I hate commuting. No, this isn’t one of those pa-sosyal, pretentious sentiments. I do it, I’m used to it, but I hate it. It’s better now since Mark brings me to work most days. But Pepe (real name- Jose) can’t go out Thursdays as his plate number ends in 7. Going home isn’t a problem as I hitch a ride with my mom’s driver. But If I had a bike and the stamina to do it, I’d cycle to work. It’s environment-friendly and economical- plus it doesn’t require me to interact with other people. But no, sadly, I’m a weakling too afraid to make sabayan with all the cars and tricycles and pedicabs. Oh and the pedestrians, too. Anyway, the hassles of commuting-
1. The weather. Its either too hot or too wet. Too hot and you find your clothes soaked in sweat, your skin 2 shades darker, your face covered in smoke and dust and your mood sour because they’re digging holes for whatever pipes Manila Water needs installed for the nth time and the traffic’s gone amok. If it is raining, you’ll find your satin flats drenched in water, while nakikipagsapalaran to hail a cab or find a jeepney you can squeeze yourself into. Once you find a ride, prepare to be stuck in minutes, sometimes hours, of inexplicable traffic jam. Umulan kasi, sabay shrug.
2. Your fellow commuters. You’d think they’d be a bit more corteous given that you’re all in it together (insert High School Musical montage here), but noooooooo. Nooooo.
2a. Some people sit in Jeepneys like its their mother-effin sofa, like they’ve never sat down their entire life, or parang wala silang bintana sa bahay nila the way they sit diagonally and rest their arm on the window pane and stick their head out. And that’s fine if there are around 10 people inside, but when there are already people with only half their butts sitting, I think a little conscience or awareness would do the trick. I don’t care if you’re required to wear a short skirt to work. Bring a jacket, bring a bag, I’m sure that when you’re sitting upright with your legs squeezed together, we won’t have the (dis)pleasure of seeing your vajayjay.
2b. Bags don’t need to sit down. Unless you paid for that extra seat, your bag/purse/lunch box/paper bag rests on your lap or on your feet. Please don’t wait for the last second that a person is already crouched inside the jeepney, while it is speeding, frantically searching for a place to sit, while your precious lunch bag is comfortably sitting beside you.
2c. It is not your fellow commuters obligation to make sure your payment gets to the driver. It is common courtesy, yes. It is something you’d do for others as they’d do for you, so it is only polite to say “thank you” and “please” (salamat/paki/pasuyo/what have you). These words are free. They won’t cost you anything, they won’t take up your precious time and energy. And if you can’t bring yourself to say these words, please don’t shove your barya in front of people’s faces, not say anything and wait for them to reach out to you. Oh, and one more thing- if there are only two people inside the jeepney, and you’re both seated at the far end of the driver, please don’t hand your payment to the other person and wait for them to hobble over to the driver’s end just to hand your payment if you don’t want to be on the receiving end of a VERY NASTY look.
3. Drivers and giving change. I’ve come to accept the fact that most of them drive like mad and stop when they’re not supposed to and don’t stop when you ask them to. I used to not mind getting change. I give P10 and if I don’t receive my change, I stay mum and forget it. But Mark told me something and it stuck.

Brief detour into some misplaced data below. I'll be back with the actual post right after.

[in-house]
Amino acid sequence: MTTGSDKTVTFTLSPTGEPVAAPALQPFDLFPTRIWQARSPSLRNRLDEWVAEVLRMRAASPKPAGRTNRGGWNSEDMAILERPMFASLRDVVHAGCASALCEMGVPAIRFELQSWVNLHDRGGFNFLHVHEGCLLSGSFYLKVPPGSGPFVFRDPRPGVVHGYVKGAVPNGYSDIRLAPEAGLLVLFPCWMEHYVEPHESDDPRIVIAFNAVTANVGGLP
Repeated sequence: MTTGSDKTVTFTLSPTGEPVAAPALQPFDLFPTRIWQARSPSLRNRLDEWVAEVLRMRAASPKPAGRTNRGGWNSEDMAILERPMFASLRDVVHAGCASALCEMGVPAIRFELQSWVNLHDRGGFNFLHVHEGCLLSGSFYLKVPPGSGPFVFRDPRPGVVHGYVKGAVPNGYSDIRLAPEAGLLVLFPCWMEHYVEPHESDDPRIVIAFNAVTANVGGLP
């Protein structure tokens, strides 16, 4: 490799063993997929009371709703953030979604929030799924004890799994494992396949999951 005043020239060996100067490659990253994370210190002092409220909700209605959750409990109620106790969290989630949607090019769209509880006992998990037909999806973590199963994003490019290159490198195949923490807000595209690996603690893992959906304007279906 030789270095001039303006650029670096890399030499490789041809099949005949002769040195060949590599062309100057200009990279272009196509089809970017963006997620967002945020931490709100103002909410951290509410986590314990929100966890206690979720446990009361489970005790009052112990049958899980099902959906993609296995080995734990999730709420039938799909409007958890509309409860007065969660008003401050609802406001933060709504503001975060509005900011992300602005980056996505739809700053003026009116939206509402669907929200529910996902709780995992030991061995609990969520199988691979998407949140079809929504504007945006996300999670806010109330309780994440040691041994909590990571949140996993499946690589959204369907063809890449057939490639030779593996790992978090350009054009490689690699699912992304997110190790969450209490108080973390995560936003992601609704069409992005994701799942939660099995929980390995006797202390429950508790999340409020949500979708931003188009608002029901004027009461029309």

He said, 1. A peso is still money, if you don’t have a peso, then you won’t have 10 pesos and so on. (I’ve heard this one before so I was, like, meh) and 2. if they don’t give you your money back, they are taking what isn’t theirs. That’s stealing. Bobo man ang labas, I was struck with the second one, kasi I never thought of it that way. And I have low tolerance for people who take what (or who- uyyy!) isn’t theirs.
So ngayon, I always give the exact fare amount. Or if I don’t have it, and they refuse to hand me my change, I’d be like, “MANONG, yung fifty cents ko po.” Side note: I’m now known in our house as the one who hoards all the coins. When I was still living at home, my mom has set aside a purse, which she stocks with coins for me and I just grab some every morning before going to work. In our new home, Mark has also set aside a box with coins for my fare. Mwahahaha. 😀
4. Mga Magna(nakaw). Nakakatakot.
ANYWAY, enough hating—
I cooked Binagoongang Baboy last night. I used the real bagoong they sell along with veggies and I also added fried talong. What I thought of the bagoong: WTF? There were little fishies and stones. And some more… things. I had to wash it for 10 minutes and to be fair, there weren’t so many things there, it was just there were so many kinds. And I couldn’t help but dig for more. :-p
I also added a bit of coconut milk (just because I wanted to) and sliced green pepper. I fried the pork first before adding all the icky stuff.
I also sliced mangoes and put them in the freezer while waiting for Mark to arrive from work.
Mark said it was delicious, so yun ulit lunch nya today. :-p Hehehehe, I said, are you sure? He said, yes so I immediately whipped out his Pyrex baunans before he could change his mind. My mom said that Mark’s gaining weight and so am I. Sabi ko kay mommy, “Sarap ko kasi magluto eh!” and then my mom snorted. (can you imagine her snorting?) She is not a huge fan of cooking. For her, cooking is synonymous to mountain climbing or being forced to use very tight underwear.
I’m surprised to find that I like cooking (or at this stage- experimenting) and I look forward to trying something new. Well, except today, I’ll have dinner at my parents’ house and then maybe just heat some Mac n’ Cheese for Mark, since he’ll be home a bit late. :-p
Bukas na lang ulit. 🙂